Now if you love sports and especially if you love the Philadelphia Eagles, this should come as absolutely no surprise. Donald Trump is not going to get Eagles fans, or anybody else’s fans for that matter, to turn their backs on the teams they have loved for generations because players “disagree with their President” and decide to kneel or stay in the tunnel before the National Anthem, which is something the Eagles team never even did during the regular season. Nor are they likely to turn their backs on a sport that has become a quintessentially American tradition because Trump needs a political cudgel.
The NFL regular season is a grand 17 week passion among Americans. Its popularity has fluctuated in recent years, but still exceeds that of baseball, basketball or hockey. People pay hard earned money to get those jerseys and tickets Trump is asking us to eschew. The average NFL ticket last year was $172.00, running the gamut from $380.00 to see the New England Patriots to as cheap as $86.00 for the Cincinnati Bengals. Authentic jerseys average $99.00 each. And people are paying the money. Colin Kaepernick, who first called attention to police brutality against the black community by kneeling during the National Anthem back in 2016, still had his old San Francisco 49ers jersey as one of the best-sellers in the league months after he left the team. Even this year, sales rival those of five-time Super Bowl champion Tom Brady, and Kaepernick isn’t even on anybody’s roster. Americans watch football in stadiums and at home. We experience the agony and the ecstasy of winning and losing in restaurants, bars, airports and even on our phones. Anywhere a TV is broadcasting the local game, there are people watching who love football. Trump doesn’t love football. It’s extremely likely he has never even seen a game in his life unless it was in a luxury box to impress business associates. So why are we listening to him?
I was in Colorado when the Denver Broncos won Super Bowl XXXII against the defending champion Green Bay Packers in 1998 after four previous failed attempts. If then President Bill Clinton was waging a personal war against the NFL and told Broncos fans to give up their season tickets and stop rooting for the team because players were showing disrespect for the flag, I can personally guarantee you that each and every one of those fans would tell him to get stuffed. Gen. George S. Patton was right. “Americans love a winner” and right now Trump is looking like the field goal kicker who just missed a chip shot to win the game with no time left on the clock.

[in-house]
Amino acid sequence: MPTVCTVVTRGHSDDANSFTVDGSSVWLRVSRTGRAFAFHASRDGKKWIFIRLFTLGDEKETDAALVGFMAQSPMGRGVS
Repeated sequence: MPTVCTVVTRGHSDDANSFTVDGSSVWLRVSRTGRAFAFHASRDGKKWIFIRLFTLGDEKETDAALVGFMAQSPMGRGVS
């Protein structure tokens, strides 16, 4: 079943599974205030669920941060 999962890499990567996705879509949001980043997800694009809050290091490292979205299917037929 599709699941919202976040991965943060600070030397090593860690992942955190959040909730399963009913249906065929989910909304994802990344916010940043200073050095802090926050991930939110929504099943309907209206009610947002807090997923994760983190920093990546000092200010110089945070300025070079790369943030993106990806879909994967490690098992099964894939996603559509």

During the season, there’s really only one question on the minds of true football fans and it has nothing do with the fixation the President of the United States has on whether or not players are kneeling during the National Anthem.
“What down is it?”
Seriously, that’s it. “What down is it?”
Well, in fairness there are other burning questions. “How many yards do we need before a first?” “Are we in field goal range?” “Did the ball cross the plane?” “Did he strip the ball or was it an incomplete pass? (Spoiler alert: it’s an incomplete pass. Tuck Rule, you know.) “Why didn’t he just throw it away instead of taking the sack?” “Who’s leading the division?” “What’s our ‘Magic Number’?” And by the way, if you don’t know that the “Magic Number” refers to in football, you aren’t actually a fan so what do you care anyway? We argue about whether or not the ground caused a fumble. We want our team to go for it on fourth-and-inches. We are madder than holy hell when the refs don’t call what was clearly pass interference.
But you know something? Thinking about how patriotic we are or how great the American military is just doesn’t cross our minds. Nor are we thinking about whether the President is right or wrong when he tells us to despise what he perceives are overpaid and uppity black men on the field who should be fired for engaging in social activism, which has been part of the fabric of sports for years. I’m sorry if this upsets some people, but this isn’t a political rally. This is a football game. It’s a sporting event and the most important thing is whether or not your team is beating the crap out of the other team.